• Offset middle terminal layout allows for simple & low-inductance busbar interconnection
  • High reliability silicon nitride power substrate to address demanding markets with enhanced power cycling capability

Though the XM3 modules exhibit excellent electrical characteristics, they also are designed with high density integration in mind. These new SiC modules are built using an extremely compact 80 mm × 53 mm × 19 mm module package, which enables an operating power density of greater than 30 kW/L, which results in a 60% smaller package than other comparable rated power modules. This fact, combined with an optimized bus bar interconnect strategy that reduces system-level parasitic inductance, enables the realization of power module efficiencies greater than 98%.

Key reference design – 300 kW Three Phase Inverter

There are many applications that can benefit from the high-power density and low loop inductance of the XM3 SiC power modules.  The following is a description of Wolfspeed’s reference design for a 300 kW threephase inverter, ideal for motor and traction drives, grid-tied distributed generation and high-efficiency converters.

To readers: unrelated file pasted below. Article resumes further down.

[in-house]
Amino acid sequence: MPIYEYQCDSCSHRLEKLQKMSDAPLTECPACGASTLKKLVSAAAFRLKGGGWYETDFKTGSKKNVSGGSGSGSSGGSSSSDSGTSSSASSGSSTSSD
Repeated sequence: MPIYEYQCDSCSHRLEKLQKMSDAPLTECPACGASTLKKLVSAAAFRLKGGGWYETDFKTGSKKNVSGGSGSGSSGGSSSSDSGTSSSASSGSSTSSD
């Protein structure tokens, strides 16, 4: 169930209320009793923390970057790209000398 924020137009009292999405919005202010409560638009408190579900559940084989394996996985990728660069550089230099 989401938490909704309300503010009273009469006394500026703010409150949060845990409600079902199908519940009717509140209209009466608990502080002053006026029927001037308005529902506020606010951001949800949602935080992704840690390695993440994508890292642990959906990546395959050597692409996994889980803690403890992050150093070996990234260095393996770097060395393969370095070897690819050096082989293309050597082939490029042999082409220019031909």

Figure 4:

The 300 kW three-phase inverter demonstrates system-level power density and efficiency obtained by using Wolfspeed’s new XM3 module platform. The three-phase inverter has greater than 2X the power density of comparable Si based designs and greater than 98% efficiency.

Keeping with the design philosophy of the XM3 power modules, this three-phase inverter design is optimized to realize a low-inductance and high-ampacity circuit that reduces cost and complexity of the overall system. Furthermore, overlapping planar bus bar structures are used to minimize the introduction of additional inductance and the capacitors used to mitigate ripple are also low-inductance components. These factors result in minimal parasitic inductance and allow for higher switching speeds at greater efficiency levels.